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* Is the ***3x+1** problem intractably hard?
The difficulty of settling the **3x+1** problem seems connected to the
fact that it is a deterministic process that simulates ``random''
behavior.
We face this dilemma:
On the one hand, to the extent that the problem has structure,
we can analyze it ---
yet it is precisely this structure that seems to prevent us from proving
that it behaves ``randomly.''
On the other hand, to the extent that the problem is structureless
and ``random,''
we have nothing to analyze and consequently cannot rigorously prove anything.
Of course there remains the possibility that someone will find some hidden
regularity in the **3x+1** problem that allows some of the conjectures about it to be settled.
The existing general methods in number theory and ergodic theory do not
seem to touch the **3x+1** problem; in this sense it
seems intractable at present.
Indeed all the conjectures made in this paper seem currently to be out of
reach if they are true; I think there is more chance of
disproving those that are false.
* If the ***3x+1** problem is intractable, why should one bother to study it?
One answer is provided by the following aphorism: ``No problem is so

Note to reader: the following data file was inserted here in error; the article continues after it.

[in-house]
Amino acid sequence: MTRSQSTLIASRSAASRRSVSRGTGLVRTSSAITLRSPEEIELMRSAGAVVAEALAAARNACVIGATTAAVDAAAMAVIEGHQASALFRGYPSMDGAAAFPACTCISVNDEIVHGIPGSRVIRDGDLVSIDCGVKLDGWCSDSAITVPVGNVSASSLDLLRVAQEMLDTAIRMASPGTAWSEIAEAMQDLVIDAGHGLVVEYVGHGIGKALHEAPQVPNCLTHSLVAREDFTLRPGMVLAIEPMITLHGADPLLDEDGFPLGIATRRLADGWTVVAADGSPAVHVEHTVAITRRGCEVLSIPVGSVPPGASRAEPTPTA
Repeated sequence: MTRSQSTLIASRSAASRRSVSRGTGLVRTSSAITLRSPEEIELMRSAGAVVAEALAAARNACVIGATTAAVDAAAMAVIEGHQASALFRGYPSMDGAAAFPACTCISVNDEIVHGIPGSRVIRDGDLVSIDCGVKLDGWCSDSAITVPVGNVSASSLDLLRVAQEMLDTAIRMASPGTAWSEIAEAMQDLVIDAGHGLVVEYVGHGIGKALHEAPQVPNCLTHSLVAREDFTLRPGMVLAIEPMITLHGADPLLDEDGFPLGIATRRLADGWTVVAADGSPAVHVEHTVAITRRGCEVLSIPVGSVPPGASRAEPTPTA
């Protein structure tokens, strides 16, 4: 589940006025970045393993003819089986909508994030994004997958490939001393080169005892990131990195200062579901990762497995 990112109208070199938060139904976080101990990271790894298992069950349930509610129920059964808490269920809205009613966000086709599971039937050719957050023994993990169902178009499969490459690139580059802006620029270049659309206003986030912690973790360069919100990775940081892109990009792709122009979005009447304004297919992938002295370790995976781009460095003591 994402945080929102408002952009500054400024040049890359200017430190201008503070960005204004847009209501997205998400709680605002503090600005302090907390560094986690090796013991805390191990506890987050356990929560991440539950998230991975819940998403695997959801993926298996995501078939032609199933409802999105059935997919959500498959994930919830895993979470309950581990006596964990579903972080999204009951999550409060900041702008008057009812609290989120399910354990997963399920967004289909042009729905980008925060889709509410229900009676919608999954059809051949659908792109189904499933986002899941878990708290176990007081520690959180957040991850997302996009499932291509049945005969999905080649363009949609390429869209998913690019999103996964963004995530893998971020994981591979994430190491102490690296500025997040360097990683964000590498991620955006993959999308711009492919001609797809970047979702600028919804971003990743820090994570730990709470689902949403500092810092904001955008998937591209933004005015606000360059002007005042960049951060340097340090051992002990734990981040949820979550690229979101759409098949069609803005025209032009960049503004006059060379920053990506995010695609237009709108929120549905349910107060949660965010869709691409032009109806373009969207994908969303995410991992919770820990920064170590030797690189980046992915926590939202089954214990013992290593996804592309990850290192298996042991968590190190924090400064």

intractable that something interesting cannot be said about it.''
Study of the **3x+1** problem has uncovered a number of interesting phenomena;
I believe further study of it may be rewarded by the discovery of
other new phenomena.
It also serves as a benchmark to measure the progress of general
mathematical theories.
For example,
future developments in solving exponential Diophantine equations may lead to the
resolution of the Finite Cycles Conjecture.

* If all the conjectures made in this paper are intractable, where would one
begin to do research on this deceptively simple problem?*
As a guide to doing research, I ask questions.
Here are a few that occur to me:
For the **3x+1** problem, what restrictions are there on the growth in size
of members of a divergent trajectory assuming that one exists?
What interesting properties does the function have?
Is there some direct characterization of
other than the recursive definition (2.33)?

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